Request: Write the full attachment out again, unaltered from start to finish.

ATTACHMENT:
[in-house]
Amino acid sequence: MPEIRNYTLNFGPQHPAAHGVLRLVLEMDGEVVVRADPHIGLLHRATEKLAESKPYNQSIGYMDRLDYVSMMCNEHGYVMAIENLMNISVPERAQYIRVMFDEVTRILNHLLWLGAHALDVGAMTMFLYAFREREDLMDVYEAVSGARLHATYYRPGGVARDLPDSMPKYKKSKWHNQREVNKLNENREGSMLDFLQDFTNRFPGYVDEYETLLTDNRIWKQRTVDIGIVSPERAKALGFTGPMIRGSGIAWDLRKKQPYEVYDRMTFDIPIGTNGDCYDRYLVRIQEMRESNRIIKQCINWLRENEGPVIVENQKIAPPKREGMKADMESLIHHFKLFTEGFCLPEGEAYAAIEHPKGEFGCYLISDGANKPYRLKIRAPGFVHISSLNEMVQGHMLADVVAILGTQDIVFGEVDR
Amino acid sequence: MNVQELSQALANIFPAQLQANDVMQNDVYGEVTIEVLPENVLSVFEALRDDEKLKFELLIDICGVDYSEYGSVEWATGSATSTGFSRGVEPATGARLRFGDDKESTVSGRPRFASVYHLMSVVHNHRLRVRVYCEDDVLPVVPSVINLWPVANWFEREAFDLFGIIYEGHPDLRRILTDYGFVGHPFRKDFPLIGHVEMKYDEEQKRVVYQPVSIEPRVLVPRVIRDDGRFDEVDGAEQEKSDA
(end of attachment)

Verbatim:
[in-house]
Amino acid sequence: MPEIRNYTLNFGPQHPAAHGVLRLVLEMDGEVVVRADPHIGLLHRATEKLAESKPYNQSIGYMDRLDYVSMMCNEHGYVMAIENLMNISVPERAQYIRVMFDEVTRILNHLLWLGAHALDVGAMTMFLYAFREREDLMDVYEAVSGARLHATYYRPGGVARDLPDSMPKYKKSKWHNQREVNKLNENREGSMLDFLQDFTNRFPGYVDEYETLLTDNRIWKQRTVDIGIVSPERAKALGFTGPMIRGSGIAWDLRKKQPYEVYDRMTFDIPIGTNGDCYDRYLVRIQEMRESNRIIKQCINWLRENEGPVIVENQKIAPPKREGMKADMESLIHHFKLFTEGFCLPEGEAYAAIEHPKGEFGCYLISDGANKPYRLKIRAPGFVHISSLNEMVQGHMLADVVAILGTQDIVFGEVDR
Amino acid sequence: MNVQELSQALANIFPAQLQANDVMQNDVYGEVTIEVLPENVLSVFEALRDDEKLKFELLIDICGVDYSEYGSVEWATGSATSTGFSRGVEPATGARLRFGDDKESTVSGRPRFASVYHLMSVVHNHRLRVRVYCEDDVLPVVPSVINLWPVANWFEREAFDLFGIIYEGHPDLRRILTDYGFVGHPFRKDFPLIGHVEMKYDEEQKRVVYQPVSIEPRVLVPRVIRDDGRFDEVDGAEQEKSDA